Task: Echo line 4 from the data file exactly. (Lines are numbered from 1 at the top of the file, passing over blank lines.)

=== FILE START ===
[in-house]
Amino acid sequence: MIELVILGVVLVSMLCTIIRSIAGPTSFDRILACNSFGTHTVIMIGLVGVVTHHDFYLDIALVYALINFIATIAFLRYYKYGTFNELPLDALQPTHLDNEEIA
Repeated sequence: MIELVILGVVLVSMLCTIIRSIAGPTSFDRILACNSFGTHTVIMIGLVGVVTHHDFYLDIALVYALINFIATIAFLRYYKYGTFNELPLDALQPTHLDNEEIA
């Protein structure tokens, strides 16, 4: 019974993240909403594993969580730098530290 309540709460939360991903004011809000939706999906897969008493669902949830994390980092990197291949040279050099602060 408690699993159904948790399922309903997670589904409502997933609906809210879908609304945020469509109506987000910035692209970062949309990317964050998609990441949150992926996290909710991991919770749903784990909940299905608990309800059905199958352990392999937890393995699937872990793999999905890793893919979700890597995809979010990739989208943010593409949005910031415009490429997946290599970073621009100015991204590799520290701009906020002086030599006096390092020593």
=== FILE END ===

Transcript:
């Protein structure tokens, strides 16, 4: 019974993240909403594993969580730098530290 309540709460939360991903004011809000939706999906897969008493669902949830994390980092990197291949040279050099602060 408690699993159904948790399922309903997670589904409502997933609906809210879908609304945020469509109506987000910035692209970062949309990317964050998609990441949150992926996290909710991991919770749903784990909940299905608990309800059905199958352990392999937890393995699937872990793999999905890793893919979700890597995809979010990739989208943010593409949005910031415009490429997946290599970073621009100015991204590799520290701009906020002086030599006096390092020593």